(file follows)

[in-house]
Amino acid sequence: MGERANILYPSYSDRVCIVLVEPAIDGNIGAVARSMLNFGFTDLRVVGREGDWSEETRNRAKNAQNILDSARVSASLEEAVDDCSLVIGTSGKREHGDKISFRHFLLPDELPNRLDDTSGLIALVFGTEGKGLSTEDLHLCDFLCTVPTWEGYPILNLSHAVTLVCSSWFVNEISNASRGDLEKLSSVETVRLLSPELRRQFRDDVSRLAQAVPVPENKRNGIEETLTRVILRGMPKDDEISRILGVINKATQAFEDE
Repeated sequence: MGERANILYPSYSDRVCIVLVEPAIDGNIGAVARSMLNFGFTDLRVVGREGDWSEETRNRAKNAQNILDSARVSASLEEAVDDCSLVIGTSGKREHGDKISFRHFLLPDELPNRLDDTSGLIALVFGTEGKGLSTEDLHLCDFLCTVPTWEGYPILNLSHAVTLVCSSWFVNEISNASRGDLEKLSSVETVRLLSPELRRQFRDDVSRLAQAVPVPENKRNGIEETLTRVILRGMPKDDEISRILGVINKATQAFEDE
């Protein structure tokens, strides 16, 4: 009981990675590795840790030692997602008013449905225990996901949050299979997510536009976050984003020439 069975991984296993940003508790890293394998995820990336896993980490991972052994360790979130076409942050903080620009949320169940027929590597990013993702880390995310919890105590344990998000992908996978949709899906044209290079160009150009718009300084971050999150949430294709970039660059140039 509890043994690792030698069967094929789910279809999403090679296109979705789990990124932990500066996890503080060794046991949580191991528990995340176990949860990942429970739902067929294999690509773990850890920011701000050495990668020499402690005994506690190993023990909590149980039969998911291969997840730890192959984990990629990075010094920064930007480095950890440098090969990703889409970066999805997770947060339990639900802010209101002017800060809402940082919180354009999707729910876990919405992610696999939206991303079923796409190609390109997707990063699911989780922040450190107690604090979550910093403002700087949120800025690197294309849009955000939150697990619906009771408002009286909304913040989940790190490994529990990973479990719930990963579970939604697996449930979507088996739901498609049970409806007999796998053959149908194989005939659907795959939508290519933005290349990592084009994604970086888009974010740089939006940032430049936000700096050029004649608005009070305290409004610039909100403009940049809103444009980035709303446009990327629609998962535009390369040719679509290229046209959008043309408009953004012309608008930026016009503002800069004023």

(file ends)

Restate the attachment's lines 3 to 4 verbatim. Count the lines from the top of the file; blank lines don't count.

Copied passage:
Repeated sequence: MGERANILYPSYSDRVCIVLVEPAIDGNIGAVARSMLNFGFTDLRVVGREGDWSEETRNRAKNAQNILDSARVSASLEEAVDDCSLVIGTSGKREHGDKISFRHFLLPDELPNRLDDTSGLIALVFGTEGKGLSTEDLHLCDFLCTVPTWEGYPILNLSHAVTLVCSSWFVNEISNASRGDLEKLSSVETVRLLSPELRRQFRDDVSRLAQAVPVPENKRNGIEETLTRVILRGMPKDDEISRILGVINKATQAFEDE
């Protein structure tokens, strides 16, 4: 009981990675590795840790030692997602008013449905225990996901949050299979997510536009976050984003020439 069975991984296993940003508790890293394998995820990336896993980490991972052994360790979130076409942050903080620009949320169940027929590597990013993702880390995310919890105590344990998000992908996978949709899906044209290079160009150009718009300084971050999150949430294709970039660059140039 509890043994690792030698069967094929789910279809999403090679296109979705789990990124932990500066996890503080060794046991949580191991528990995340176990949860990942429970739902067929294999690509773990850890920011701000050495990668020499402690005994506690190993023990909590149980039969998911291969997840730890192959984990990629990075010094920064930007480095950890440098090969990703889409970066999805997770947060339990639900802010209101002017800060809402940082919180354009999707729910876990919405992610696999939206991303079923796409190609390109997707990063699911989780922040450190107690604090979550910093403002700087949120800025690197294309849009955000939150697990619906009771408002009286909304913040989940790190490994529990990973479990719930990963579970939604697996449930979507088996739901498609049970409806007999796998053959149908194989005939659907795959939508290519933005290349990592084009994604970086888009974010740089939006940032430049936000700096050029004649608005009070305290409004610039909100403009940049809103444009980035709303446009990327629609998962535009390369040719679509290229046209959008043309408009953004012309608008930026016009503002800069004023």